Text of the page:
United States District Court, N.D. California, San Jose Division
FURTHER ORDER REGARDING MOTIONS IN LIMINE RE: DKT.
NOS. 49, 71, 80, 81, 82, 89
M. Whyte United States District Judge
the pretrial conference in this matter, the court granted
defendants’ first, fifth, and seventh motions in limine
and allowed the parties to submit supplemental briefing
regarding defendants’ second, third, and sixth motions
in limine. Dkt. No. 71. Having reviewed the
parties’ supplemental submissions, the court amends its
rulings as follows.
Motion in Limine 2 to Exclude Outcome of Plaintiff’s
With Limiting Instruction. In her supplemental submissions,
plaintiff presents evidence that she incurred
attorneys’ fees to defend against criminal charges that
were later dismissed. See Dkt. No. 82 at 7-8, Dkt.
No. 83-2. Plaintiff argues that she should be able to discuss
the dismissal as part of her damages case. Defendants’
brief in opposition does not address this issue. Instead,
defendants submitted a limiting instruction that they argue
should be presented to the jury in the event that the court
allows plaintiff to discuss the dismissal of criminal
Ladies and gentlemen, you have heard testimony that the
criminal charges against Plaintiff arising out of her June
11, 2014, arrest were dismissed. Charges may be dismissed for
a variety of reasons that have no bearing on any issues that
you have to decide in this case.
Dkt. No. 80. Plaintiff does not oppose reading this
instruction to the jury. Dkt. No. 86. Accordingly, the court
will allow plaintiff to discuss the dismissal of criminal
charges against her and will provide the stipulated
supplemental instruction above to the jury.
Motion in Limine 3 to Exclude Evidence of Other Cases Brought
Against Defendant Deputies
Plaintiff argues that she should be able to discuss the case
of Hao v. Santa Clara County Sheriff's Office et
al.-a case in which a plaintiff had been falsely accused
of dental fraud-to show a pattern of misconduct by Deputy
Forest and the County’s failure to discipline him for
constitutional violations. Evidence of alleged police
misconduct may be admissible under Rule 404(b) if a four-part
test is satisfied:
(1) there must be sufficient proof for the jury to find that
the defendant committed the other act; (2) the other act must
not be too remote in time; (3) the other act must be
introduced to prove a material issue in the case; and (4) the
other act must, in some cases, be similar to the offense
Duran v. City of Maywood, 221 F.3d 1127, 1132-33
(9th Cir. 2000) (citations omitted). “Even if all four
conditions are met, the evidence may still be excluded if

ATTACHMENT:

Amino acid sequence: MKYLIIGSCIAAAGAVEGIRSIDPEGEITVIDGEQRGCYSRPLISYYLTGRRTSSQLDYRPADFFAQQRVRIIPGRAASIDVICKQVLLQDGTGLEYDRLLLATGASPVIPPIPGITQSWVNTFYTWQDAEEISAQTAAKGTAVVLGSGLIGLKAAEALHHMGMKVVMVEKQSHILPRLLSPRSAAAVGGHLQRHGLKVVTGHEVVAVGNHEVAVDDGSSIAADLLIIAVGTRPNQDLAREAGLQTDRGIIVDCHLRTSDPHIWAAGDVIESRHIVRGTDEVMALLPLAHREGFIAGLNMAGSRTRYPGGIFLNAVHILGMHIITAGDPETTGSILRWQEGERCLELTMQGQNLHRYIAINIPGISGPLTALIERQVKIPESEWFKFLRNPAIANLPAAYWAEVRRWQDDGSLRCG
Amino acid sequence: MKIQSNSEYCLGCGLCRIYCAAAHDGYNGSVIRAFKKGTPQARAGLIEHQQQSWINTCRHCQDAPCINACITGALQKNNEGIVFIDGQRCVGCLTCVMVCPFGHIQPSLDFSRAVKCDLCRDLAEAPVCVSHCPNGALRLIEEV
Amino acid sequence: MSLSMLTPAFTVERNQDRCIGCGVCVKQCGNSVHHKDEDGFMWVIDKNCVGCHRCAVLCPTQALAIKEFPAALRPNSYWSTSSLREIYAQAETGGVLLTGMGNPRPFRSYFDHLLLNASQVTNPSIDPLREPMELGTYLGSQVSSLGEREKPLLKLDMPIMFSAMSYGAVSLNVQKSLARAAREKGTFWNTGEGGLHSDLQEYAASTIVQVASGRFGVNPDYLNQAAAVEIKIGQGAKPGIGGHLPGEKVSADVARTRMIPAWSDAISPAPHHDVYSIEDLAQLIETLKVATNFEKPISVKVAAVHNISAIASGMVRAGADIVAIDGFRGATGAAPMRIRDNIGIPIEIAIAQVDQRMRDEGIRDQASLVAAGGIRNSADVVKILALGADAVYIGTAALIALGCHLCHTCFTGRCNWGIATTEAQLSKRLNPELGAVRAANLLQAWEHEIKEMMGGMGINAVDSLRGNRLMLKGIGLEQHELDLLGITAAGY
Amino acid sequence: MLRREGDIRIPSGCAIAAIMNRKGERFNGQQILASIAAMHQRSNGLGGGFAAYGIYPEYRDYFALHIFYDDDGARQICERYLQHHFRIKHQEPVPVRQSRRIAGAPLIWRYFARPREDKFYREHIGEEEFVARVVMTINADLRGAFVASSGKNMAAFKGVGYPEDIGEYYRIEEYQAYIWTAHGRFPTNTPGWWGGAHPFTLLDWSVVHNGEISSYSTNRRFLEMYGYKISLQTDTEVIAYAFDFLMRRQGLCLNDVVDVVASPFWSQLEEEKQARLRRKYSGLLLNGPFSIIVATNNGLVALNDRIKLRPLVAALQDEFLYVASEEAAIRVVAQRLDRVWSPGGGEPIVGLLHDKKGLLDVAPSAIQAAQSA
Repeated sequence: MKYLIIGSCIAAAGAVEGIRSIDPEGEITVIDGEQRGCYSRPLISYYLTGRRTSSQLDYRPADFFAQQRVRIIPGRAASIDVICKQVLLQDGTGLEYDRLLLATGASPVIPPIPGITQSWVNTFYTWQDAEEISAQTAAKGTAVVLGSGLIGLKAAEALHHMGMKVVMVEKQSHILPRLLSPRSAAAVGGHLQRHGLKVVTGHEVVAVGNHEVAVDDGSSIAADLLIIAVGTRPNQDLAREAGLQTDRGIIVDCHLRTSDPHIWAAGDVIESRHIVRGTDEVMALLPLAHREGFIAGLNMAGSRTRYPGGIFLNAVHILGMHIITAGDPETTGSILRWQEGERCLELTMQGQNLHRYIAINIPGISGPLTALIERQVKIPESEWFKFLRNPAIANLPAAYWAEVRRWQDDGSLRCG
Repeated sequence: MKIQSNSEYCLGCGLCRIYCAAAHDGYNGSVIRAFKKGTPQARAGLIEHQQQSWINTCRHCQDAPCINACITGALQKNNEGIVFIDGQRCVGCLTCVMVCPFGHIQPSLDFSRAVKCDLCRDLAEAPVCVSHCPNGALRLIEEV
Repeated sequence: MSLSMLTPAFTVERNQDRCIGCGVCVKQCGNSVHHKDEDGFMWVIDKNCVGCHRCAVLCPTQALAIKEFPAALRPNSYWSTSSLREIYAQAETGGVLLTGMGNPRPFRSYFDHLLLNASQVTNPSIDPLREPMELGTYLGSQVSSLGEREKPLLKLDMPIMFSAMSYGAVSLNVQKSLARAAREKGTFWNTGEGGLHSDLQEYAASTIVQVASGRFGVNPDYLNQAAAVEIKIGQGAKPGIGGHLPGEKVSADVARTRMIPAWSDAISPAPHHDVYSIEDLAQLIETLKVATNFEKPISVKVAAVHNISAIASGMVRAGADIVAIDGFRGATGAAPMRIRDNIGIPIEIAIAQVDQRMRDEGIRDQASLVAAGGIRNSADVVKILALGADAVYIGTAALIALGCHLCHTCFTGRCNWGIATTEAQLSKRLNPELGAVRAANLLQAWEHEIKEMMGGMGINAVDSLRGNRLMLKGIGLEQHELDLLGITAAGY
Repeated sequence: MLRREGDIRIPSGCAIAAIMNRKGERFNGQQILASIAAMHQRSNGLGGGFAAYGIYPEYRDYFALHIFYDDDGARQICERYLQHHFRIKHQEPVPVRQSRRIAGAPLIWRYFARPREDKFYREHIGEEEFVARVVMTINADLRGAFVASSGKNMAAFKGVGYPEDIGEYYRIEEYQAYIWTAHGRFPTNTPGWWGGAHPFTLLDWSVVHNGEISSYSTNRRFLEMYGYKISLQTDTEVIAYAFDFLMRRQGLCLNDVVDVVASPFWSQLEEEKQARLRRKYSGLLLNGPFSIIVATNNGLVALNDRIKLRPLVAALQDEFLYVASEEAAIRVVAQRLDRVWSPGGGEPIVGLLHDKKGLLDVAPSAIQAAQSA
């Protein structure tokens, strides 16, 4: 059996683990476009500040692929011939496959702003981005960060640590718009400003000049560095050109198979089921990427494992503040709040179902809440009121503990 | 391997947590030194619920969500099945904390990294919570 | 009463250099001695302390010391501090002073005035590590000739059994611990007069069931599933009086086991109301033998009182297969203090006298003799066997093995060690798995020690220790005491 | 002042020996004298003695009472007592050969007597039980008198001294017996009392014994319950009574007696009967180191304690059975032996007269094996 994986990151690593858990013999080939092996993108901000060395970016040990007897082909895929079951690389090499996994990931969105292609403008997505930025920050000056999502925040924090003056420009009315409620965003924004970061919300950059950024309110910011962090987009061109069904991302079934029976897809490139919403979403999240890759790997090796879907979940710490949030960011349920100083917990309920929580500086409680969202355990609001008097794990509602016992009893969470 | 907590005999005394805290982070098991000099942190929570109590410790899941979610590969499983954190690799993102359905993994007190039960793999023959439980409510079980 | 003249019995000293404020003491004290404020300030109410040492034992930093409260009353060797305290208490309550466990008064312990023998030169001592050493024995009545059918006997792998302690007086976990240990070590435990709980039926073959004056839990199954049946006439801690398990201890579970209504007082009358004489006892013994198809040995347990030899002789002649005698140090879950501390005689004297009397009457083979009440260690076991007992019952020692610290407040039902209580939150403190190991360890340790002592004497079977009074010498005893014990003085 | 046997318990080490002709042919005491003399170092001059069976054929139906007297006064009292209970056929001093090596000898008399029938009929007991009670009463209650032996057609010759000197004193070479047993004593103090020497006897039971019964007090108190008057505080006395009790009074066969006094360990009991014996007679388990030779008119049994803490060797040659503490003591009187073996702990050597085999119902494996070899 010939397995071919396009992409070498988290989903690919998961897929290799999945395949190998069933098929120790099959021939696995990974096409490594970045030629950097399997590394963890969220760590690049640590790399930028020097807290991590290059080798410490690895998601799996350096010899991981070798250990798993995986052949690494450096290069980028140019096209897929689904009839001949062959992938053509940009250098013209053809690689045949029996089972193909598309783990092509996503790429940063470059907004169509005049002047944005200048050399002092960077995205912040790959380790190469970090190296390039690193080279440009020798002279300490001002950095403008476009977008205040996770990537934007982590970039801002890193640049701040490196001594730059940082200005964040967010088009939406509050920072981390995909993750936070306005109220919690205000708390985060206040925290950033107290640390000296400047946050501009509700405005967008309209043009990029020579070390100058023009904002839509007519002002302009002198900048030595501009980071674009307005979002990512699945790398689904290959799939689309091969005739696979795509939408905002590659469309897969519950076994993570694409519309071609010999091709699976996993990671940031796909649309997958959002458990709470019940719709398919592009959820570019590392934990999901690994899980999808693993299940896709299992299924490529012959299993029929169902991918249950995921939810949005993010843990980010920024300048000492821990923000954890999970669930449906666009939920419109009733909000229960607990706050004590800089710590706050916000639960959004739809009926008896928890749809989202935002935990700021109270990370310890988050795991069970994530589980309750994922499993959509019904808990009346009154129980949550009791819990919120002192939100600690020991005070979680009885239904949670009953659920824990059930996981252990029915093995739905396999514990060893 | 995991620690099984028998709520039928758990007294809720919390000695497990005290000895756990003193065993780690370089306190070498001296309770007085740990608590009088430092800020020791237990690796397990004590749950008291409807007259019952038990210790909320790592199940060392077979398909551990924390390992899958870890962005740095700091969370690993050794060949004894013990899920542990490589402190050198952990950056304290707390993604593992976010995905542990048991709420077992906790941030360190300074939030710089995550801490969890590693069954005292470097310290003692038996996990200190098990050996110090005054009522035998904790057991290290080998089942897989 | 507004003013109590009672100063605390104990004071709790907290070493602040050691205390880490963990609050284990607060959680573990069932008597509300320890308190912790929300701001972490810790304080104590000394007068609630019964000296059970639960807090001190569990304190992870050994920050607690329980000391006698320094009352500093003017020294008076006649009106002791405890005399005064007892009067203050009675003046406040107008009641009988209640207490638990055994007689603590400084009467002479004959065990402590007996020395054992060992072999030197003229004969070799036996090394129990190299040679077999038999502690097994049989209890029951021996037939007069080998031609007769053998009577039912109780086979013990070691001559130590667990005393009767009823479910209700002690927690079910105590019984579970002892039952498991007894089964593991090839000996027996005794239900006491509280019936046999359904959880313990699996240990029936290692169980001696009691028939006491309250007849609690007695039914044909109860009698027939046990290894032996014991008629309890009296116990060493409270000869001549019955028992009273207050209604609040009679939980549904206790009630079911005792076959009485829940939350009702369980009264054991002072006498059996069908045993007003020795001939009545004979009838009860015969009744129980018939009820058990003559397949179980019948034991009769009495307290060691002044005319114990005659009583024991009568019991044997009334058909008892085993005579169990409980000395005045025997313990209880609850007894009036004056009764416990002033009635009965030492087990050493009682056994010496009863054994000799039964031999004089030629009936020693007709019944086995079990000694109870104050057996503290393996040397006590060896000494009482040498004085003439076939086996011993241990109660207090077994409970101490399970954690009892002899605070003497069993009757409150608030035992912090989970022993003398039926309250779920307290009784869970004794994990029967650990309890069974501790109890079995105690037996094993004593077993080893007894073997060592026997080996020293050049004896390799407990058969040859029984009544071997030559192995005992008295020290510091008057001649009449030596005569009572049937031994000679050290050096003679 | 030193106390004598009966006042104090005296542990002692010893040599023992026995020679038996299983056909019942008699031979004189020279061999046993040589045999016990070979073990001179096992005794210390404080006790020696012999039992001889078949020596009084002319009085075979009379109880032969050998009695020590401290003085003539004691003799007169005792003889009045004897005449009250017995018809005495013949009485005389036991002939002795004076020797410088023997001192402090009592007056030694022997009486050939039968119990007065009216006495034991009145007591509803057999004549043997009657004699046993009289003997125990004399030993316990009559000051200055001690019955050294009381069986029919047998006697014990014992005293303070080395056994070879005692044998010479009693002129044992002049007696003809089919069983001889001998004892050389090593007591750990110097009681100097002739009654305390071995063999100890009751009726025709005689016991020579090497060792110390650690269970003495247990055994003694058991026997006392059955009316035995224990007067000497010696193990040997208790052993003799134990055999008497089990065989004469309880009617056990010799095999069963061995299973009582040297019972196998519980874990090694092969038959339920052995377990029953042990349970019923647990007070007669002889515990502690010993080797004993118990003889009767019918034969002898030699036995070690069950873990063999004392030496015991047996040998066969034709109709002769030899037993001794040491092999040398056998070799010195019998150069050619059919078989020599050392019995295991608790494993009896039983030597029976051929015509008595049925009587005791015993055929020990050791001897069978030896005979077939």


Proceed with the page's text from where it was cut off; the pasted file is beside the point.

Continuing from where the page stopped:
under Rule 403, the probative value of the evidence is
substantially outweighed by the danger of unfair
prejudice.” Id. at 1133.
Hao case fails the test for admissibility set forth
in Duran. Dr. Hao’s arrest occurred in 2007,
which was seven years before Dr. Chang’s arrest.
Moreover, while the County’s deliberate indifference to
the deputies’ alleged excessive use of force is a
material issue in the instant case, there is no indication
that Hao involved excessive force. The marginal
probative value of Hao to plaintiffs supervisory
liability claim is outweighed by the significant danger of
unfair prejudice under Rule 403. Reference to the
Hao suit could easily cause the jury to want to
punish Forest for actions unrelated to his contact with Dr.
Chang. Moreover, the considerable effort required to compare
and contrast Hao from the instant case would waste
the jury’s time with collateral issues.
Motion in Limine 5 to Exclude Reference to Forest’s
Phone Conversation En Route to Jail
Plaintiff has withdrawn her opposition to defendants’
motion concerning a cell phone call placed by Deputy Forest.
However, plaintiff argues that “the Court should
further issue an order excluding evidence of all events
subsequent to the unlawful use of force, except for evidence
of damages sustained due to the arrest, and Deputy
Forest’s “5150” statement in Dr.
Chang’s presence.” Dkt. No. 82 at 8. Plaintiffs
request is an untimely motion in limine and is denied. Even
if plaintiff s request were not procedurally defective, the
court would still deny it at least because plaintiff does not
specifically define when the allegedly unlawful use of force
concluded or what type of damages evidence would be
Motion in Limine 6 Regarding Forest’s ...